One of the things I emphasize at Baseball Prospectus is the importance of honest self-assessment. A team can get itself into tons of trouble by convincing itself it has 87-win talent — making it a fringe playoff contender — when it fact it has 80-win talent — making it an also-ran. The same lesson probably applies to internal polling. In addition to the usual problems of optimism bias — and the unresolved question of whether internal polling is in fact superior to public polling (especially for a campaign that is poor at voter contact) — campaigns sometimes forget that internal polls contain of margin of error. If you’re in the field in a dozen or more states each weekend, you are all but certain to wind up with one or two outliers. Perhaps Pennsylvania was such an outlier for John McCain.
If a campaign gets an internal poll that diverges from the consensus of public polling, it needs to ask itself why the divergence exists. If it cannot explain it, it should probably not treat the internal poll as actionable.
But as reported by the Los Angeles Times, the McCain campaign does not seem to have any particular reason why they think the public polls are wrong in Pennsylvania:
[McCain Political Director Mike Duhaime] said the campaign is operating three dozen offices in the state and is making hundreds of thousands of phone calls every week to identify and persuade potential GOP voters. The data mining efforts are aimed at identifying former Hillary Clinton supporters and independents who are prepared to consider McCain’s message. He said the internal data is “trending” in McCain’s direction and is showing “a lot of things” not apparent in the opinion polls.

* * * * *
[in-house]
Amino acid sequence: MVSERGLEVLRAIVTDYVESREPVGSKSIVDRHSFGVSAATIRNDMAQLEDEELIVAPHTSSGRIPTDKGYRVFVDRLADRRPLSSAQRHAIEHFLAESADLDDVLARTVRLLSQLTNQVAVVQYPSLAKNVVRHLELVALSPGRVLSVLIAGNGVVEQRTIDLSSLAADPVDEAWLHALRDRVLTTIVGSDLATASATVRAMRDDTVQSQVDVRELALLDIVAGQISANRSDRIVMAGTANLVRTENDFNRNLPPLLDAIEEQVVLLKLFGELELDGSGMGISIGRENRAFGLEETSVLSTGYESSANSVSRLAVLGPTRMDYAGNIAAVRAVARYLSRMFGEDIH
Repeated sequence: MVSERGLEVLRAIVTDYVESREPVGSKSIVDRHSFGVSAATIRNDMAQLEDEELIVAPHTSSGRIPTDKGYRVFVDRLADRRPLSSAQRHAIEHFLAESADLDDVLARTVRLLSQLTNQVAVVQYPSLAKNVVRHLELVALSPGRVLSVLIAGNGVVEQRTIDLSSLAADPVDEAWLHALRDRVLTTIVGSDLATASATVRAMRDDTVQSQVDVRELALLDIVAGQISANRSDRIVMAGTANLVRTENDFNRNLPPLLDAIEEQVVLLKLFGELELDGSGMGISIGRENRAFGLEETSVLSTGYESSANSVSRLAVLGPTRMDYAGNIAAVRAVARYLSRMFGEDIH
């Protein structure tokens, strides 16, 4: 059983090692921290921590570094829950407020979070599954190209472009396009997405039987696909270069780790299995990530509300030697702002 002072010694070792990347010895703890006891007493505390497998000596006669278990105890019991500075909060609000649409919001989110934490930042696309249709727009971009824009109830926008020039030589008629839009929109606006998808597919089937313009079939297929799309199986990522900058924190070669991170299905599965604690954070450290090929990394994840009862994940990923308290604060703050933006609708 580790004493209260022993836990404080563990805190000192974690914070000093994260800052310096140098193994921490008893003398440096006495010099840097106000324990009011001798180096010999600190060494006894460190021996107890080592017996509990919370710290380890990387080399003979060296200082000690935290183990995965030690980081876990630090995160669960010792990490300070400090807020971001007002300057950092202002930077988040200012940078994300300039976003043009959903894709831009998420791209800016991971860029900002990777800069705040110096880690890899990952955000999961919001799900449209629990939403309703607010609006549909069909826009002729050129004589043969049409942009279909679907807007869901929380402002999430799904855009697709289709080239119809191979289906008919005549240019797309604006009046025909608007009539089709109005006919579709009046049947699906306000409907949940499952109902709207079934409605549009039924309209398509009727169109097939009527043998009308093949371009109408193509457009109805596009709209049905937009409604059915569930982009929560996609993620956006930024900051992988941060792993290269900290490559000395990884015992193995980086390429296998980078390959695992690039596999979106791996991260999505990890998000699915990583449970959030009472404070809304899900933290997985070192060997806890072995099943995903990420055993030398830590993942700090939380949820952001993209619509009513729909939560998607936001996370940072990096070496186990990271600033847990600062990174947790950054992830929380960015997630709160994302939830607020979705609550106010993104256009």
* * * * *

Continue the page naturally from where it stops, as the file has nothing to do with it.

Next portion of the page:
Overall, Duhaime said McCain has drawn strong support from what he called a Democrats for McCain movement in and around Scranton, in the state’s western Rust Belt region. “That gives us optimism,” he said.
McCain anticipates good news as well, he said, in the south and central part of the state, near Harrisburg, York and Lancaster -– all cities that the candidate, his wife, Cindy, or running mate Sarah Palin have visited in the last few days.
What is the key phrase in that passage? “Anticipates good news”. As in, the McCain campaign does not have any particular idea how they’re going to win Pennsylvania, nor why the public polls have the state wrong — they’re just hoping their numbers are right, and hoping that something comes together for them.
As a famous Democrat once said, of course, hope is not a strategy.